The prohibition of bombing aeroplanes or of bombing leads you to two very obvious considerations when you have examined the question. The first difficulty about that is this — will any form of prohibition, whether by convention, treaty, agreement, or anything you like not to bomb be effective in war? Quite frankly, I doubt it7 and, in doubting it, I make no reflection on the good faith of either ourselves or any other country. If a man has a potential weapon and has his back to the wall and is going to be killed, he will use that weapon whatever it is and whatever undertaking he has given about it, The experience has shown us that the stern test of war will break down all conventions.8
I will remind the House of the instance which I gave a few weeks ago of the preparations that are being made in the case of bombing with gas, a material forbidden by the Geneva Protocol of 1925. To go a little more closely home, let me remind the House of the Declaration of London, which was in existence in 1914, and which was whittled away bit by bit until the last fragment dropped into the sea in the early spring of 1916.
Sir Austen Chamberlain (Foreign Secretary in Baldwin's second government) here interjected to say that 'It was never ratified.'
No, but we regarded it as binding. Let me also remind the House what I reminded them of before — of two things in the last War. We all remember the cry that was raised when gas was first used, and it was not long before we used it. We remember also the cry that was raised when civilian towns were first bombed. It was not long before we replied, and quite naturally. No one regretted seeing it done more than I did. It was an extraordinary instance of the psychological change that comes over all of us in times of war. So I rule out any prospect of relief from these horrors by any agreement of what I may call local restraint of that kind.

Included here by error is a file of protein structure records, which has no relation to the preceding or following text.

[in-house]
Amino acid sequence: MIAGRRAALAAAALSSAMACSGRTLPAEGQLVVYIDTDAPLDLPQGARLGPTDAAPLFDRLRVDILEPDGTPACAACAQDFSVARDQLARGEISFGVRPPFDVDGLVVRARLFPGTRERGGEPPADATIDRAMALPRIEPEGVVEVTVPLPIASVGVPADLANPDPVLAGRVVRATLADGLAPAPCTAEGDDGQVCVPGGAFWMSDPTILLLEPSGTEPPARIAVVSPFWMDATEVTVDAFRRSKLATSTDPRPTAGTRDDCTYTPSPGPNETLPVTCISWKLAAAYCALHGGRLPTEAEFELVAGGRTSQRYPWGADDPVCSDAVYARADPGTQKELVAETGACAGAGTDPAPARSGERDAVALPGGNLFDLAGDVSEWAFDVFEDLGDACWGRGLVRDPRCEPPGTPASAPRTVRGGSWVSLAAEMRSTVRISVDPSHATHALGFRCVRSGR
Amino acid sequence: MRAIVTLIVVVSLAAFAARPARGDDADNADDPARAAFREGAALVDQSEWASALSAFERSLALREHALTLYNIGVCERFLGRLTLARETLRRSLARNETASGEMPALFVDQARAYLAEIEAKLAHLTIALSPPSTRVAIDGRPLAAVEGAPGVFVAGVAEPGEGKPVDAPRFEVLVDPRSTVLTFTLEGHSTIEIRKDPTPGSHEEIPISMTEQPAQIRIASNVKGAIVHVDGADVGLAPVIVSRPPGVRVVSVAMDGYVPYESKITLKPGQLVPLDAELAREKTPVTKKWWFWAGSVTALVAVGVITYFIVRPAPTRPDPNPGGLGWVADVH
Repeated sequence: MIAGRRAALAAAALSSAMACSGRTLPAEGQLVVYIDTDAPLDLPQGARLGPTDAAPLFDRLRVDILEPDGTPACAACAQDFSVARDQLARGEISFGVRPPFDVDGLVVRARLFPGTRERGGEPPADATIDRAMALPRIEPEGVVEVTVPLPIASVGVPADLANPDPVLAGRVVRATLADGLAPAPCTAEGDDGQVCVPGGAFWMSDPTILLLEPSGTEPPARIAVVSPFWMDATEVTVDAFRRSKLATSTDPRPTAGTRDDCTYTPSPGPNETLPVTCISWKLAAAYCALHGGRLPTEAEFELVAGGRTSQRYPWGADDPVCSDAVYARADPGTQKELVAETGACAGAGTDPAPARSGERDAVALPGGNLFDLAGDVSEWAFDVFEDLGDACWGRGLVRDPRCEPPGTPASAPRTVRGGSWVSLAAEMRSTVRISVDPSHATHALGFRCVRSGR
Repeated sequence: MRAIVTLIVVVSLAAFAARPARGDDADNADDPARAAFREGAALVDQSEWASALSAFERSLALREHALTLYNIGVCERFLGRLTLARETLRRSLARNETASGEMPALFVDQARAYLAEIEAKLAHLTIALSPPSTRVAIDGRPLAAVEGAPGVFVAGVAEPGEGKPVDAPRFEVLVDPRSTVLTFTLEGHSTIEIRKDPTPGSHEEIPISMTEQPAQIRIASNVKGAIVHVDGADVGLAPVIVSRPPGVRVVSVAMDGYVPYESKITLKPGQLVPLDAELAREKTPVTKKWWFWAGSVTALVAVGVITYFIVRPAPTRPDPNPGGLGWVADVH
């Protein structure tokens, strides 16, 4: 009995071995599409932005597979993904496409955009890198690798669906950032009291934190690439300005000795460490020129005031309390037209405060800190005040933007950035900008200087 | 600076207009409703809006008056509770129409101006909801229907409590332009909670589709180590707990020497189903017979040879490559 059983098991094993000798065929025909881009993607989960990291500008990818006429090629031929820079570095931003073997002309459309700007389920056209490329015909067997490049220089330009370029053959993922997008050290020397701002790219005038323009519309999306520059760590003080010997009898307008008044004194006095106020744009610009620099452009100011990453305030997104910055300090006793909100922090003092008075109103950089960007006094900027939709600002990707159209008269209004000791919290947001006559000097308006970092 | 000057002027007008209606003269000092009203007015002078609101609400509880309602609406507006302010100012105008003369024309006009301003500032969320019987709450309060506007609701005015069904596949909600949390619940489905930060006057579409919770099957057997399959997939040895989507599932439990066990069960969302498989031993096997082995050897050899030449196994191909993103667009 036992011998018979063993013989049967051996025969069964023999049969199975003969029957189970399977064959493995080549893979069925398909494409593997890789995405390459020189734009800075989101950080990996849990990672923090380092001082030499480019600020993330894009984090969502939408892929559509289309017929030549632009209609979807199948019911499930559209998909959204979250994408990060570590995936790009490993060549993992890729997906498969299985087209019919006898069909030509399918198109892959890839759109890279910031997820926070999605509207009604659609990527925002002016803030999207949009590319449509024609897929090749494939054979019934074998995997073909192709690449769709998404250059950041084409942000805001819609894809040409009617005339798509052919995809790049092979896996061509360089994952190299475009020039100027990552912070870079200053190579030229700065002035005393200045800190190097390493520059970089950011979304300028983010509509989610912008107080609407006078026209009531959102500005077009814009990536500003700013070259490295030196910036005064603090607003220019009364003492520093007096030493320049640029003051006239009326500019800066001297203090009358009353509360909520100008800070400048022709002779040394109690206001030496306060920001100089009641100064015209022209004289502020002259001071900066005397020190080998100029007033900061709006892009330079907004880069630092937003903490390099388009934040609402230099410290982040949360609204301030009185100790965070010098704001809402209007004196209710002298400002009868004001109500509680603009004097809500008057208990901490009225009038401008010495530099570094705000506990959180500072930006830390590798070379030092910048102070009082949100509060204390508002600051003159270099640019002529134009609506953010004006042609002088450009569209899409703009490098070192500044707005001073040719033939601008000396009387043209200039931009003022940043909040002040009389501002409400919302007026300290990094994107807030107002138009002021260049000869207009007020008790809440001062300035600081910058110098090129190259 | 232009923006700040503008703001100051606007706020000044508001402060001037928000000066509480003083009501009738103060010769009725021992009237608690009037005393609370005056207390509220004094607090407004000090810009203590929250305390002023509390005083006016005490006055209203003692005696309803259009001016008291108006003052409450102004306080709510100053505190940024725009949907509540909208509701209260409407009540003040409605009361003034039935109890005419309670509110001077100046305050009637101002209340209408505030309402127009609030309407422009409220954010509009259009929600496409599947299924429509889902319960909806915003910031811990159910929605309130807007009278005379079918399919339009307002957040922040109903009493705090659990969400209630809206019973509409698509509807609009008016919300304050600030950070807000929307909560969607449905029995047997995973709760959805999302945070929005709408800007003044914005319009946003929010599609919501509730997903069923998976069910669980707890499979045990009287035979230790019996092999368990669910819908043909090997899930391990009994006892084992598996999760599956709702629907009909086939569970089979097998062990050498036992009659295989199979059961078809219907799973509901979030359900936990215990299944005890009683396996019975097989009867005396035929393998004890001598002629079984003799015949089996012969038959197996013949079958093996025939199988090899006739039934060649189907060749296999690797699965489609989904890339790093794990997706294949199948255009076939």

As far as the air is concerned there is, as has been most truly said, no way of complete disarmament except the abolition of flying. We have never known mankind to go back on a new invention. It might be a good thing for this world, as I heard some of the most distinguished men in the air service say, if men had never learned to fly.9 There is no more important question before every man, woman, and child in Europe than what we are going to do with this power now that we have got it. I make no excuse for bringing before the House to-night this subject, to ventilate it in this first assembly of the world, in the hope that what is said here may be read in other countries and may be considered and pondered, because on the solution of this question not only hangs our civilization, but before that terrible day comes, there hangs a lesser question but a difficult one, and that is the possible rearmament of Germany with an air force.